While Mr. Met of the New York Mets may not be under suspicion for PED use, he may be one of the most perfect mascots in baseball history. He’s perfect: a man with a giant baseball for a head. It’s so simple that every team should follow suit.

And with a normal-sized body, Mr. Met is perfect to track down hits along the third base line, like David Wright.

CINCINNATI, OH - APRIL 29: Cincinnati Reds mascot Mr. Redlegs walks up the tunnel from the field as rain delays the start of the game against the Chicago Cubs at Great American Ball Park on April 29, 2014 in Cincinnati, Ohio.

Mr. Redlegs, Cincinnati Reds (Photo Credit: Joe Robbins/Getty Images)

Shortstop: Mr. Redlegs (Cincinnati Reds)

It may seem ridiculous to put two baseball-headed mascots so close together, but my unconscious pairing probably has to do with memories of Alex Rodriguez and Derek Jeter patrolling the same side of the field, with A-Rod being bumped to third base even though he had been at shortstop for years. This is how I feel about Mr. Redlegs of the Cincinnati Reds.

While Mr. Met may represent the first time a human being ran around with a ginormous baseball for a head, Mr. Redlegs predates Mr. Met as a logo. So he gets the honor of the illustrious position of shortstop.

BALTIMORE, MD - JUNE 14: The Baltimore Orioles bird mascot puts a hex on the game ball as it sits on the mound before their game against the Toronto Blue Jays at Oriole Park at Camden Yards on June 14, 2014 in Baltimore, Maryland.

The Oriole Bird, Baltimore Orioles (Photo Credit: Jonathan Ernst/Getty Images)

Left Field: The Oriole Bird (Baltimore Orioles)

It’s hard not to think of outfielders as birds. They’re fast, they get air, and they crash into things all the time, hurting themselves in the process.

So it stands to reason that most mascot outfielders should be birds. The Oriole Bird of the Baltimore Orioles takes the first position, left field. It’s not the flashiest outfield position, and it’s not the most athletic. But that’s what The Oriole bird is: a lumpy foam bird that doesn’t even have a flashy mascot name.

NEW YORK - JULY 15: Southpaw the mascot of the Chicago White Sox and T.C. Bear mascot for the Minnesota Twins during the MLB All-Star Game Red Carpet Parade on July 15, 2008 in New York City.

T.C. Bear, Minnesota Twins (R) (Photo Credit: Mike Stobe/Getty Images)

Center Field: T.C. Bear (Minnesota Twins)

T.C. Bear of the Minnesota Twins may not be a bird, but he has a reference that is absolutely necessary: Kirby Puckett.

Kirby Puckett never looked much like a center-fielder. It’s the position that needs the most ground covered, so the player is usually fast and slender. Slender is not a term usually associated with Khirby Puckett. Fast? Yes. Able to track a ball? Yes. Able to hit the ball out of the park dead-center? Absolutely.

All of that, combined with six Gold Gloves and six Silver Sluggers, helped get Kirby Pucket inducted into the Hall of Fame. In honor of that, I’m giving T.C. Bear the same chance.

TORONTO - APRIL 12:  Mascot Ace poses prior to the White Sox facing the Toronto Blue Jays during their MLB game at the Rogers Centre April 12, 2010 in Toronto, Ontario.

Ace, Toronto Blue Jays (Photo Credit: Dave Sandford/Getty Images)

Right Field: Ace (Toronto Blue Jays)

To play right field in baseball, you have to be able to cover a lot of field and throw a baseball like your arm is a cannon. This means that you need to be limber and powerful all at the same time, like Superman, except also able to catch a baseball.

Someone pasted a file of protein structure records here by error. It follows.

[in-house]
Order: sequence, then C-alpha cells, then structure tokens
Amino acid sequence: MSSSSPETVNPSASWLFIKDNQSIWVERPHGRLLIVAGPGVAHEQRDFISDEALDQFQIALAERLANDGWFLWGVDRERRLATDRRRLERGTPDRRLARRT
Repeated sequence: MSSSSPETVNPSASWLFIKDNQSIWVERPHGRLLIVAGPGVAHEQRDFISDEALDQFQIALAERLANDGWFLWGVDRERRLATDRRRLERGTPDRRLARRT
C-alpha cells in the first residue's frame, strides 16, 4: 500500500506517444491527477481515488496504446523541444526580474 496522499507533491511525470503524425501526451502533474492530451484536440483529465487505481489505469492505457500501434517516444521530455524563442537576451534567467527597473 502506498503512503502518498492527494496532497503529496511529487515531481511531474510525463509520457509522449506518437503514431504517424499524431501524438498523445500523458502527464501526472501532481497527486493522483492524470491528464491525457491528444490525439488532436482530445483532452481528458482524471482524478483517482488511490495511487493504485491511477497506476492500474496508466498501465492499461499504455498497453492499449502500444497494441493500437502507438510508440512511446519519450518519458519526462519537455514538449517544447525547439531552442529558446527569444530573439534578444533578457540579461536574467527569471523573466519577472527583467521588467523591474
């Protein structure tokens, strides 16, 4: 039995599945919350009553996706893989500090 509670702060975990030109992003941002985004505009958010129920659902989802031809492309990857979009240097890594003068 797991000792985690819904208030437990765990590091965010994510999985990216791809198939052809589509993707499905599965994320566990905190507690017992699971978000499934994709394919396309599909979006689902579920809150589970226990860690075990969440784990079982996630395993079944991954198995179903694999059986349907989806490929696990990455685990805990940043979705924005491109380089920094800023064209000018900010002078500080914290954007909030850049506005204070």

Out of all the mascots, Ace of the Toronto Blue Jays seems best suited to play this position. He may not be Yoenis Céspedes, but Ace had plenty of time to train with Vernon Wells back in his prime.

BOSTON, MA - JULY 5: Wally the Green Monster participates in pre-game activities before the first game of a doubleheader between the Baltimore Orioles and the Boston Red Sox at Fenway Park on July 5, 2014 in Boston, Massachusetts.

Wally The Green Monster, Boston Red Sox (Photo Credit: Jim Rogash/Getty Images)

Designated Hitter: Wally the Green Monster (Boston Red Sox)

In baseball, or at least the National League, hitting is only half the game. Usually you have to be able to play in the field, too.

Luckily for players that look like Tom Hanks on a deserted island when they’re in the field (aka David Ortiz) the designated hitter role has continued to grow. So why shouldn’t it be a part of our mascot all-star team?

Our designated hitter coincidentally hails from the same team as David Ortiz. He is Wally the Green Monster of the Boston Red Sox, a mascot so huge that he can crowd a plate with ease but can’t seem to patrol first base without trying to jog to second.

Due to David Ortiz being snubbed for the official All-Star game, perhaps this will be a respectable honoring.

PHILADELPHIA - JULY 7: The Phillie Phanatic high-fives a fan during a game between the Philadelphia Phillies and the Atlanta Braves at Citizens Bank Park on July 7, 2013 in Philadelphia, Pennsylvania. The Phillies won 7-3.

Phillie Phanatic, Philadelphia Phillies (Photo Credit: Hunter Martin/Getty Images)

Mascot: Phillie Phanatic (Philadelphia Phillies)

When it comes to mascots, no one can deny the Phillie Phanatic’s place in team spirit history. Unfortunately, the mascot of the Philadelphia Phillies doesn’t seem to have any athletic skills to make him useful in a slightly serious all-star mascot team.

My solution? Make him the All-Star mascot. Now the rest of the characters can play their semi-best and allow the Phanatic to do what he does best: everything except play baseball.

Read more from The Fan.

Patrick Emmel is a sports humorist who once punted a soccer ball fifty yards to his teammate, who then scored the only goal for his college intramural soccer team’s season. Seriously, that kick was placed PERFECTLY. He is also still a believer that Colt McCoy is going to break out as an NFL quarterback. You can read more of his obnoxious commentary at This Jeer In Sports and heckle him on Twitter @Patrick_AE.